Understanding the misunderstanding of Anorexia
Anorexia is a first-world problem, right? A middle-class, attention-seeking, vanity-driven ‘fad’, right? Wrong. The common misconception that eating disorders are striving for the ‘perfect body’ is still rife.
In reality, while ‘perfectionism’ is indeed a huge driver of the illness, weight loss is just a side effect of this incredibly dangerous mental health condition. Anorexia has the highest mortality rate of any mental illness, either through suicide or heart failure. Anorexia is about control. Control of self and control over emotions. When the body is starving, an emotional response is numbed by the cognitive impairment of malnutrition. One might seek this kind of control if they feel out of control in other areas of their life causing emotional distress. Anorexia is addictive, and much like an addict misusing drugs or alcohol for escapism and avoidance, maintaining an eating disorder serves a similar purpose. Don’t eat, don’t feel. Shut down so no one can hurt you. Be as small as you can so no one can notice you until it has you all to itself - your best friend. People use many different methods to cope with emotional pain and while these methods do provide short-term relief, as they take hold and become part of your identity, your own identity is being lost. Your true self is hijacked by an illness that claims you for its own. The sufferer knows it and loved ones witnessing the changes in behaviour, physical health and ability to function know it too. Anorexia hooks onto any vulnerability it can until self-worth and self-esteem are destroyed and the sufferer becomes socially isolated from family and friends because anorexia is a hard taskmaster. It demands perfection and it demands total commitment, at all costs. The clients I’ve worked with over the years have often described living with an eating disorder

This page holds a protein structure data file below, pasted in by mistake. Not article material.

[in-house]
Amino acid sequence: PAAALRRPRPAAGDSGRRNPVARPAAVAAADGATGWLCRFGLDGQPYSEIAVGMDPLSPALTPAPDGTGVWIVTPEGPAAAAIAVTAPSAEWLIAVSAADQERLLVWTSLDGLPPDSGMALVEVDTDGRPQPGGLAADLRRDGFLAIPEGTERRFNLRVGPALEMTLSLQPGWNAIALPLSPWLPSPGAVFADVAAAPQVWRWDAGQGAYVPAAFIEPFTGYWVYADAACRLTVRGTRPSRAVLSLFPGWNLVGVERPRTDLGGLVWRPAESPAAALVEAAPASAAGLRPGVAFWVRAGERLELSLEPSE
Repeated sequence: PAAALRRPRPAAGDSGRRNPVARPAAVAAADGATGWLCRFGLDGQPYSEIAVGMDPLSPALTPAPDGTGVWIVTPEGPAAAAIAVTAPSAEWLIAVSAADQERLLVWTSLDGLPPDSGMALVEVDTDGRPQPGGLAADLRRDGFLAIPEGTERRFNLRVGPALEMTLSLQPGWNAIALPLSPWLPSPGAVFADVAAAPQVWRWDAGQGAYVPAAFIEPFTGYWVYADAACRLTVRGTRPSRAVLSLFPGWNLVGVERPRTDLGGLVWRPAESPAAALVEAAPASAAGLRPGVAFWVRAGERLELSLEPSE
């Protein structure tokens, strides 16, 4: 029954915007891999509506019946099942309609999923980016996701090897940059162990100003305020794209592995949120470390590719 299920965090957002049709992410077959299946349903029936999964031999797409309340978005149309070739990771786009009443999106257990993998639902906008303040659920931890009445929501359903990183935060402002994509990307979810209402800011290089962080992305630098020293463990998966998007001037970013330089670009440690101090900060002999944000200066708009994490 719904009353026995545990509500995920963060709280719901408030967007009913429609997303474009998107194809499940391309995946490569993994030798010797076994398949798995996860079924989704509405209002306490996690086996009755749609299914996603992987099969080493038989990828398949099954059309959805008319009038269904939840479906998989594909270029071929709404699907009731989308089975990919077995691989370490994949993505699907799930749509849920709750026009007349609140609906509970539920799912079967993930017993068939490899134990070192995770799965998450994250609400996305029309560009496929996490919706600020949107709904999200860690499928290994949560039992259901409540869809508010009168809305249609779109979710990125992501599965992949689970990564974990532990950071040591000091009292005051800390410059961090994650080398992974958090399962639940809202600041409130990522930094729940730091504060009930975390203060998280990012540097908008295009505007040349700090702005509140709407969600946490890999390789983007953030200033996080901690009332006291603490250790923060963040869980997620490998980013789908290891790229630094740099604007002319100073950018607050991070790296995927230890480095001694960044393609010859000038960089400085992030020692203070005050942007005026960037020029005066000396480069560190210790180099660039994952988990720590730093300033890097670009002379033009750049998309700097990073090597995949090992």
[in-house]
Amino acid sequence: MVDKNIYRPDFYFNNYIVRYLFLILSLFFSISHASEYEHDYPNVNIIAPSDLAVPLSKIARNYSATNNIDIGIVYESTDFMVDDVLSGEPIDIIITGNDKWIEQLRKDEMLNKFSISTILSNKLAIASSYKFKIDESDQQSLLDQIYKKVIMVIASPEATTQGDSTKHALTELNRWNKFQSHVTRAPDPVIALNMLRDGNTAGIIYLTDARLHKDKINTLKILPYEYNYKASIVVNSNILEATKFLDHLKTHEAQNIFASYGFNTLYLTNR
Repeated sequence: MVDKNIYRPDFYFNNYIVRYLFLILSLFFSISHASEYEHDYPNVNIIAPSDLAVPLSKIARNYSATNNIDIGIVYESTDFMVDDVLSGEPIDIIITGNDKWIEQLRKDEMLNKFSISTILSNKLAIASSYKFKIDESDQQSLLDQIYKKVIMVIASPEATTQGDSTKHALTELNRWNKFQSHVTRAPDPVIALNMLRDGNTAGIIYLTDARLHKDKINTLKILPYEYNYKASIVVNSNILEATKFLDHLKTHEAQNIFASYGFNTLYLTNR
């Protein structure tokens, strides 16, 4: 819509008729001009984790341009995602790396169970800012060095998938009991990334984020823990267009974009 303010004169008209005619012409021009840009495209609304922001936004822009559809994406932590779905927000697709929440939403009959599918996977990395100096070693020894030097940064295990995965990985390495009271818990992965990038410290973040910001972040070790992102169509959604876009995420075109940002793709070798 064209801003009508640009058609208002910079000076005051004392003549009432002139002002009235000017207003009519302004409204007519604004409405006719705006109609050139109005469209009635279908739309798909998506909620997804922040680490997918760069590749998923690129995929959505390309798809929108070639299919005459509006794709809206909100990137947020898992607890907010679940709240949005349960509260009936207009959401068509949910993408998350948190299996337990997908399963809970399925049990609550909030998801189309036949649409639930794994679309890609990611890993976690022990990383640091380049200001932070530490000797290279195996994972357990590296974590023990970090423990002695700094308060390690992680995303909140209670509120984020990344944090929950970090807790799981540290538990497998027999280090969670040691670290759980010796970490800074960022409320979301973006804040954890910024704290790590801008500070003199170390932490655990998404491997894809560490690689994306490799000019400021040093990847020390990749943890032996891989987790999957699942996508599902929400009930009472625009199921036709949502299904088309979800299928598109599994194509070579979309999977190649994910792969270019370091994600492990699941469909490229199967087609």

as like being in an abusive relationship; brainwashed to believe it’s the right thing for them and all they deserve, yet being brutally psychologically punished at the same time. Imagine for a moment, having someone standing directly behind you at all times, constantly shouting at you that you’re worthless, pathetic, weak and you must eat less and less and exercise more and more to dull the shouting on the promise that you’ll feel better if you do. Except you don’t, because it’s never enough. No number on the scales is low enough and no number of sit-ups or miles run, all day, every day, is enough. The expectation of anorexia is unachievable because it’s never satisfied, but you must keep trying or you’re a failure. Maintaining an eating disorder requires the most extraordinary amount of discipline, time and energy and becomes obsessional and compulsive. It creates a mistrust of any other influence which intensifies social isolation as sufferers strive to avoid situations where they might be challenged by their health, both physically and mentally. As a result, sufferers can become de-skilled at interacting with others and work harder to avoid social contact. Left with a core belief that they don’t deserve comfort, rest, food, friends or happiness, leaves little room for anything else but to continue to ease the illness. The paradox of living with any addiction, be it an eating disorder or substance misuse, is that while the function of the illness is to numb and escape, what usually remains, and therefore drives the illness further, is the sense of shame, guilt and disgust that the sufferer experiences and it’s often these powerful emotions that have led someone to use their chosen form of escapism in the first place. Understanding and acceptance of this emotional pain are the first steps in recovery for someone seeking help. Learning to rebuild relationships, both with others, and importantly with one's self, is the beginning of the journey of reclaiming your identity and self-worth. Sadly, due to a lack of community services in this field, the mental health system in the UK currently tends to only take action when someone with an eating disorder is at a critically low BMI, which of course reinforces the belief that ‘you’re not ill enough to deserve help’ until you can hardly walk. What people don’t always understand is that anorexia is a psychological illness, regardless of what weight someone is. A person can still be anorexic at a healthy weight because it’s the core beliefs, emotional trauma and thought processes that matter, not just how underweight someone is. So yes, those living in third-world countries who might not have the option to use food as a coping mechanism probably don’t have as high a rate of eating disorders as we do in the west, but I’m sure that the human core of dealing with emotional distress will manifest in different ways to achieve the same goal, and it’s this that we need to be attending to. Lucy Perkins